the fire and sandalwood incense in the furo season.
Each guest is served a meal
called chakaiseki. Served on a tray with fresh cedar chopsticks,
the meal consists of three courses. On the tray is cooked white rice in a
ceramic bowl which will be eaten with other dishes, miso soup which is served
in covered lacquer bowls and raw fish, plain or pickled, or pickled vegetables
in a ceramic dish.
Sake is served. The first
course is called hashiarai (rinsing the chopsticks). Nimono
(foods simmered in broth) in separate covered lacquer dishes. Yakimono
(grilled foods) are served in individual portions on ceramic plates. Additional
rice and soup is offered each guest. At this course the host may eat, if he
chooses. The palate is then cleared with kosuimono, a simple clear
broth served in covered lacquer bowls.
The next course derives its
name from the Shinto reverence of nature. It is called hassun
which is also the name for the simple wooden tray that is used to serve this
course. This course consists of uminomono and yamanomono
(seafood and mountain food respectively) which signify the abundance of the
sea and land. The host eats during this course, and is served sake by each
guest. The position of server is considered a higher position and, to insure
equality of all in the tea room, each acts as host if only momentarily.
things) are served in small ceramic bowls, and browned rice is served in
salted water in a lacquer pitcher, representing the last of the rice. Each
guest cleans the utensils they have used with soft paper which they bring.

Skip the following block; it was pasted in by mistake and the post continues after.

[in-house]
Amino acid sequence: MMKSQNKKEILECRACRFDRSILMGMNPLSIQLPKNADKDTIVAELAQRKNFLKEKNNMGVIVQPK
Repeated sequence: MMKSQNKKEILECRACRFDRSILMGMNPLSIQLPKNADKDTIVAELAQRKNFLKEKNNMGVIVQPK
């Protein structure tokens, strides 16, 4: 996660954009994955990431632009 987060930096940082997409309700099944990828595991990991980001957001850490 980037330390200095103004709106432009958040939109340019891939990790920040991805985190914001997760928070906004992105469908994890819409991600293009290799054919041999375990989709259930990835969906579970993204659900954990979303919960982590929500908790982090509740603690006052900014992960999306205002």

A omogashi (principal sweet) is served to conclude the meal. The
host then invites his guests to retire to the garden or waiting room while he
prepares for tea.
Once the guests have departed,
the host removes the scroll and replaces it with flowers. The room is swept
and the utensils for preparing koi cha are arranged. Over thirteen individual
items are used. Each is costly and considered an art object.
The Spiritual World of Tea
In tea ceremony, water represents
yin and fire in the hearth yang. The water is held in a
jar called the mizusashi. This stoneware jar contains fresh water
symbolizing purity, and is touched only by the host. Matcha
is kept in a small ceramic container
called a chaire which is in turn covered in a shifuku (fine
silk pouch) which is set in front of the mizusashi. The occasion will dictate
the type of tana (stand) used to display the chosen utensils.
If tea is served during the day
a gong is sounded, in evening a bell. Usually struck or rung five to seven
times, it summons the guests back to the tea house. They purify hands and
mouth once again and re-enter as before. They admire the flowers, kettle
and hearth and seat themselves.
The host enters with the
chawan (tea bowl) which holds the chasen (tea whisk),
chakin (the tea cloth) which is a bleached white linen cloth used